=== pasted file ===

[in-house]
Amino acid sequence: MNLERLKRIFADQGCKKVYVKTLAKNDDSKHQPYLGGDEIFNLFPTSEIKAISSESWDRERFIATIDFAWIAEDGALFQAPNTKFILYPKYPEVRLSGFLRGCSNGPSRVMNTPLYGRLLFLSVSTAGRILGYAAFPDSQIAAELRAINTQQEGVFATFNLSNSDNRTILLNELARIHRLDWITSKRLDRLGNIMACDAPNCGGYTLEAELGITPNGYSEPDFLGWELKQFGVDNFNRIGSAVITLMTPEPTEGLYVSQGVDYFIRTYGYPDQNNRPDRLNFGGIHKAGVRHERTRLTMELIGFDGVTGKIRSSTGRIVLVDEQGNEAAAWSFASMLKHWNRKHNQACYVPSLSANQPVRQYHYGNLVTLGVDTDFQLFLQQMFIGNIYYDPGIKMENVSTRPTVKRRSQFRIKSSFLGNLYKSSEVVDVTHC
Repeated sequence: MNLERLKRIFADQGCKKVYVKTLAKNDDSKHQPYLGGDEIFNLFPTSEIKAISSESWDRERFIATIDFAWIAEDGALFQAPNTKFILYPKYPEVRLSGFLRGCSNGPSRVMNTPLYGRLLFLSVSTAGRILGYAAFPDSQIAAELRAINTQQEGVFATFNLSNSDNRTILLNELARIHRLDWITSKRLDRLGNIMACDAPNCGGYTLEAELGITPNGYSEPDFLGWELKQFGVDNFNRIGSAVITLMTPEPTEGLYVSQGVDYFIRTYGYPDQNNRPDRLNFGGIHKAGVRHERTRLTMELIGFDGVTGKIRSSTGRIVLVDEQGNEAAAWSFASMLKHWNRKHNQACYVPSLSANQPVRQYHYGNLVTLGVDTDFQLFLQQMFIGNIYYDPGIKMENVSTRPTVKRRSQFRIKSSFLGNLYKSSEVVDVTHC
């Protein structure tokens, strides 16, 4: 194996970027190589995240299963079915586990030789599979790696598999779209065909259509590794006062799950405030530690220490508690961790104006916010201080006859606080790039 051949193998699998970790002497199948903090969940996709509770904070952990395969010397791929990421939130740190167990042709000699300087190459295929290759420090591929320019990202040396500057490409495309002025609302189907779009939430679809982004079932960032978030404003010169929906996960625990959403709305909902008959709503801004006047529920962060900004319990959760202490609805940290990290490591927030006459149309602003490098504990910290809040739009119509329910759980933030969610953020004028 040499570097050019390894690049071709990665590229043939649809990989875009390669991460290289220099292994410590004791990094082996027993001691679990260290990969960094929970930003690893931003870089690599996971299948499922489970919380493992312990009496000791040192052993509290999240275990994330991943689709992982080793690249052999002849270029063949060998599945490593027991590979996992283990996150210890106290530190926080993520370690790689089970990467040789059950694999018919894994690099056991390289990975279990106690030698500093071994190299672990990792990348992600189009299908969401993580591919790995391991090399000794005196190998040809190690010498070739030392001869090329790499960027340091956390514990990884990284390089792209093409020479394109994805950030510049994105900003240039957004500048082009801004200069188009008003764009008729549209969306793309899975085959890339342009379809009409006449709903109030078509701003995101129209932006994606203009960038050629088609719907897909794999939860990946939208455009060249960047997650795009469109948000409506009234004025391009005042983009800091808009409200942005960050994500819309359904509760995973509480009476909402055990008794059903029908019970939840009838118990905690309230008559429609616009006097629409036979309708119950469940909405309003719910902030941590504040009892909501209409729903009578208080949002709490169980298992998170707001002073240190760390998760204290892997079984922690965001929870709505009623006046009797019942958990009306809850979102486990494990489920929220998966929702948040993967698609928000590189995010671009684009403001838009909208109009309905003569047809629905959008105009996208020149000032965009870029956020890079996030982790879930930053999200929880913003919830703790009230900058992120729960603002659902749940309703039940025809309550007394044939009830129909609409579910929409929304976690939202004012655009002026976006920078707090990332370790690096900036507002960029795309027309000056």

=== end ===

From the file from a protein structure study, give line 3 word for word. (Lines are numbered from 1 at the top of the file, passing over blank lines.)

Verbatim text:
Repeated sequence: MNLERLKRIFADQGCKKVYVKTLAKNDDSKHQPYLGGDEIFNLFPTSEIKAISSESWDRERFIATIDFAWIAEDGALFQAPNTKFILYPKYPEVRLSGFLRGCSNGPSRVMNTPLYGRLLFLSVSTAGRILGYAAFPDSQIAAELRAINTQQEGVFATFNLSNSDNRTILLNELARIHRLDWITSKRLDRLGNIMACDAPNCGGYTLEAELGITPNGYSEPDFLGWELKQFGVDNFNRIGSAVITLMTPEPTEGLYVSQGVDYFIRTYGYPDQNNRPDRLNFGGIHKAGVRHERTRLTMELIGFDGVTGKIRSSTGRIVLVDEQGNEAAAWSFASMLKHWNRKHNQACYVPSLSANQPVRQYHYGNLVTLGVDTDFQLFLQQMFIGNIYYDPGIKMENVSTRPTVKRRSQFRIKSSFLGNLYKSSEVVDVTHC